Review: Source Festival 2016: ‘Secrets & Sound’: Six 10-Minute Plays

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Don’t feel like committing to a two-hour show in development? Secrets & Sound: Six 10-Minute Plays is your ticket to theatrical speed-dating. You’re bound to fall in love with one of six playwrights, three directors each handling two shows and 12 actors total, four of whom appear in two plays each. Go!

Rebecca Ballinger and David Johnson in 'The Ferberizing of Coral.' Photo by Teresa Wood.
Rebecca Ballinger and David Johnson in ‘The Ferberizing of Coral.’ Photo by Teresa Wood.
  1. The Ferberizing of Coral has nothing to do with bleaching ocean reefs or fracking. Playwright Patrick Flynn pokes fun at a pair of paranoid parents practicing the Ferber Method to get their pretentiously named baby to sleep. They eavesdrop on the baby monitor while training her “self-soothe” – as instructed, coincidentally, for 10 minutes, the length of the show. The parents are the ones in training, though, suffering judgment and criticism from all sides (mostly self-inflicted). Director Anne Donnelly coaxes great dynamics and timing from powerhouse actors David Johnson (dad Kevin) and Rebecca Ballinger (mom Karen).

Makes a great first impression; swipe right.

Mediombo Fofana and Madeline Burrows in 'In Between the Drops.' Photo by Teresa Wood.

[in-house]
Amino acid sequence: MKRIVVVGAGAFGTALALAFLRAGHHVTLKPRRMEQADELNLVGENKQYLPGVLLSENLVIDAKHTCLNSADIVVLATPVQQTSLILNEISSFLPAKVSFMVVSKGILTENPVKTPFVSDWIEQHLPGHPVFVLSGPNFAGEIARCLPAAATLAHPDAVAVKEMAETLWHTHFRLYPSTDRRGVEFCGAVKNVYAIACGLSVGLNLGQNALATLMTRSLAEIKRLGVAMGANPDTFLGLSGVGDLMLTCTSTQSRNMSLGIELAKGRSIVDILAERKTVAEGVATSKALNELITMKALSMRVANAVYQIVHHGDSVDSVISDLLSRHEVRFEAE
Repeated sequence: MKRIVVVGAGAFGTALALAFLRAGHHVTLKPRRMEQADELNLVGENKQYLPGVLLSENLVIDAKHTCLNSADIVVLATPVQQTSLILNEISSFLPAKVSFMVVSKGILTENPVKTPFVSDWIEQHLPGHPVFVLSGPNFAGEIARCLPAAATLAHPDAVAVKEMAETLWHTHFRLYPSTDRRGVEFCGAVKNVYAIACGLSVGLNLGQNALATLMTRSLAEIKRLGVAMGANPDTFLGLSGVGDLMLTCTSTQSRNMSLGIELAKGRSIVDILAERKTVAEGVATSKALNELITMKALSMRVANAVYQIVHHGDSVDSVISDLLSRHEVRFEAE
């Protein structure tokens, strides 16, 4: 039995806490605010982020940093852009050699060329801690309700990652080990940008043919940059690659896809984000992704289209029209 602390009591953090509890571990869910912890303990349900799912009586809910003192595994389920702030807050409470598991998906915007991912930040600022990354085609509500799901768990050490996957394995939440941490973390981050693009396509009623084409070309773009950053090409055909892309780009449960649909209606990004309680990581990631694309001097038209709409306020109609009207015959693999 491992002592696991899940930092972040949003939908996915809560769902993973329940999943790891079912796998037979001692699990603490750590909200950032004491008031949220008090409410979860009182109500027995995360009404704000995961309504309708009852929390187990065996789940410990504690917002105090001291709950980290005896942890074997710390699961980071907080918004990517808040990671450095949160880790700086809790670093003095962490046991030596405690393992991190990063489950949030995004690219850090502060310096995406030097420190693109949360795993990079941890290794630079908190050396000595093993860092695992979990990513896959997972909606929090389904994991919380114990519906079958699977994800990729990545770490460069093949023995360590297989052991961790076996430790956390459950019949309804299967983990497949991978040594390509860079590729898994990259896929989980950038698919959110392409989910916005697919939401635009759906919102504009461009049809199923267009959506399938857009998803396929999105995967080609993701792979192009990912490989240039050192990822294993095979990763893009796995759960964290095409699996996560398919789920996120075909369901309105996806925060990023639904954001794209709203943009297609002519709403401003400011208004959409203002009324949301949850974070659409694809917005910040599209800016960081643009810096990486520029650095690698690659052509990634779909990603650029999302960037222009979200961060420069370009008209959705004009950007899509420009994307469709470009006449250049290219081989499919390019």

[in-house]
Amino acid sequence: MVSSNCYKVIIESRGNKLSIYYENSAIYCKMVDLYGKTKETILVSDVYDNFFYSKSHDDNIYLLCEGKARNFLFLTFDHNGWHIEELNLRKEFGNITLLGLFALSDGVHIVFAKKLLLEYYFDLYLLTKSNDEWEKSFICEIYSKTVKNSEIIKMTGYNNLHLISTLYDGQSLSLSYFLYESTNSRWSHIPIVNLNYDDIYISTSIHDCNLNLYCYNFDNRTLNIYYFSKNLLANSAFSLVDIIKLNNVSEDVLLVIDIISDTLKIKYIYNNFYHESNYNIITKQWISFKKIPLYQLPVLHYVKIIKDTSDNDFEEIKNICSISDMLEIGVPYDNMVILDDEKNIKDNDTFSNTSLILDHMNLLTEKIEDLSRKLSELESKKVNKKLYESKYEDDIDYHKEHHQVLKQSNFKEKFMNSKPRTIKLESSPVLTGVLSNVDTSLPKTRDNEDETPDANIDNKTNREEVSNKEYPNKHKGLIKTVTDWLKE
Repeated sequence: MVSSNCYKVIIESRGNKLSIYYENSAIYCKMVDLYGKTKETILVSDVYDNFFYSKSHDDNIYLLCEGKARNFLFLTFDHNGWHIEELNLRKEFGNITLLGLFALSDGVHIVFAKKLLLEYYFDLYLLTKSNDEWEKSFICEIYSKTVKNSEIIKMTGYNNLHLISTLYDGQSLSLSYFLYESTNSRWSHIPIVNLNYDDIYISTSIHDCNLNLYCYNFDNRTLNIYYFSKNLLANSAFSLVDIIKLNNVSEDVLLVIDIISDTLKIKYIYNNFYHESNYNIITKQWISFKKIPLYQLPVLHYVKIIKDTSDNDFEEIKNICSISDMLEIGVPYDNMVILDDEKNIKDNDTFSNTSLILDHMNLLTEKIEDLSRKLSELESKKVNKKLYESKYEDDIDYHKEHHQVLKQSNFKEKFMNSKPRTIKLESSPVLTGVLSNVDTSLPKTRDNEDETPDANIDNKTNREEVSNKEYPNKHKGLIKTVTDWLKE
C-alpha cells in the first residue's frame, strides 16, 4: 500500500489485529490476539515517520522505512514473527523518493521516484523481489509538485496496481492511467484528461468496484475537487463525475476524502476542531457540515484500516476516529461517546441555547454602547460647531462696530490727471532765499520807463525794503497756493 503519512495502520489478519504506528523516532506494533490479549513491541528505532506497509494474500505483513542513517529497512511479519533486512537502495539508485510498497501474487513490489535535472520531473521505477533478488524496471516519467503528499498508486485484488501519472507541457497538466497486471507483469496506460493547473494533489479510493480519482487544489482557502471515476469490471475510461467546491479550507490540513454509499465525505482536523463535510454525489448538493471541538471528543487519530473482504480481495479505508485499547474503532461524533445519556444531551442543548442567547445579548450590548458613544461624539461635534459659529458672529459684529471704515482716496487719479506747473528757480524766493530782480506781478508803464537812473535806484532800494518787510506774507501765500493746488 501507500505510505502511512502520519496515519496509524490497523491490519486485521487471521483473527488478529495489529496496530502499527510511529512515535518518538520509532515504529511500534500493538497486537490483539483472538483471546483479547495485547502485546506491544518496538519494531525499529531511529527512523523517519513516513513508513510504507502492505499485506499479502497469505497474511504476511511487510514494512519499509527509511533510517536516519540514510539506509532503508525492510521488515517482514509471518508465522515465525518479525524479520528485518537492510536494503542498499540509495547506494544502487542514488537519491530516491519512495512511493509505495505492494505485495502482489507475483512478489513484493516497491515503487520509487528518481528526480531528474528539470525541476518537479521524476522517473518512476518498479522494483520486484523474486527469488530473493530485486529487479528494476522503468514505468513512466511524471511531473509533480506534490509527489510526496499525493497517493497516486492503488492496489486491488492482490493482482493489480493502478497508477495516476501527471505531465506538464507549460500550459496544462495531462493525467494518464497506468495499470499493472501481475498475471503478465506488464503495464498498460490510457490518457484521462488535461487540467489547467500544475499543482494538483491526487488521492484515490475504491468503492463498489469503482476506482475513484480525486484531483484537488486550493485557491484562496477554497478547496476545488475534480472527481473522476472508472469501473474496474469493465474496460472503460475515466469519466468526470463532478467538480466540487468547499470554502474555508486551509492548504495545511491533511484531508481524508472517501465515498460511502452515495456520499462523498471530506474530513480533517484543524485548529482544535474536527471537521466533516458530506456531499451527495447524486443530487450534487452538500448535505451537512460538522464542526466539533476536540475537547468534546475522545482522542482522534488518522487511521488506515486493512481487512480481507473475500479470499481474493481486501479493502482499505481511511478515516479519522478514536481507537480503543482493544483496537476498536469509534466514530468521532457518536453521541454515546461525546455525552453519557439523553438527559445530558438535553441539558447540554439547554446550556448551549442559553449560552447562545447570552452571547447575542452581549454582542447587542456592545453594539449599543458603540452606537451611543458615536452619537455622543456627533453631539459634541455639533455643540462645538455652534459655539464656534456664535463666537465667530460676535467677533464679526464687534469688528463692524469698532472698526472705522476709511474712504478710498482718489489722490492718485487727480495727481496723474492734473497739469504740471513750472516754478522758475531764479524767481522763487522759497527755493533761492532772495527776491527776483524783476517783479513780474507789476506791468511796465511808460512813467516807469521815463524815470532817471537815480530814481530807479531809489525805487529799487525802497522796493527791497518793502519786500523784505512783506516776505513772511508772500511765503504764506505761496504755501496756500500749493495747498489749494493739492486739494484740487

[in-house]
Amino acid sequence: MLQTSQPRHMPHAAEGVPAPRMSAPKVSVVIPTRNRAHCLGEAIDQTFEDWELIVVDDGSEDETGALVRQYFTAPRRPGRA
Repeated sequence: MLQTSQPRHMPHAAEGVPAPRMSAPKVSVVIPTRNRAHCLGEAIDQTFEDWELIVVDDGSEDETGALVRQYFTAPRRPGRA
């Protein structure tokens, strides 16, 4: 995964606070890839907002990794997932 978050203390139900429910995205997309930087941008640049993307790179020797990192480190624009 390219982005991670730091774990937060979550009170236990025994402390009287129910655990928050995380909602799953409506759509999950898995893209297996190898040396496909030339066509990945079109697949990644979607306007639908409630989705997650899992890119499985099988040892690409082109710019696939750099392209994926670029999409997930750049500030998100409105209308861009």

Mediombo Fofana and Madeline Burrows in ‘In Between the Drops.’ Photo by Teresa Wood.
  1. In Between the Drops. Madeline Burrows (Ms. Shafer) is exquisite as an actress in Officer Grey’s (Mediombo Fofana) interrogation room. She gives a layered, dumbfounding account of a potential crime, but Grey isn’t buying it. (Gotta love Fofana’s costume choices as a plainclothes man in blue: blue jeans, blue shirt, blue tie with his officer’s badge serving as bold tie clip.) Playwright Elayne Heilveil expertly toys with the narrative, letting juicy details trickle out, plop plop … whether raindrops or a suspenseful leaky faucet. Director Kevin Place keeps the intrigue buzzing like an overhead fluorescent bulb by having the characters get up, pace and “circle their wagons” in separate orbits.

Take my digits. Wouldn’t mind seeing this one again.

Andrew Fluerer and Gregory Atkins in 'Kylie and Janet and Robyn and Cher.' Photo by Teresa Wood.
Andrew Flurer and Gregory Atkins in ‘Kylie and Janet and Robyn and Cher.’ Photo by Teresa Wood.
  1. Kylie and Janet and Robyn and Cher. The title is your first clue that pop music is the operative “sound” here. Hey, and this one is even kinda about dating! Guys meet using the “Scruff” dating app but, getting down to the DNA of compatibility, Spotify playlists don’t lie. An effusive Gregory Atkin (Curtis) steals the show with hilarious King Herod vibe. But Andrew Flurer (Everett) is Atkin’s ideal straight man, and Patrick Joy (Brandon) adds tender tension. The only flaw in playwright John Bavoso’s rollicking script: Does Curtis travel with that baseball bat? Why else would Everett be surprised to see him with it in his own apartment? Director Matt Ripa exploits every inch of the black box to weave a wondrous spell. Pin-perfect sound design.

Secret soulmates!!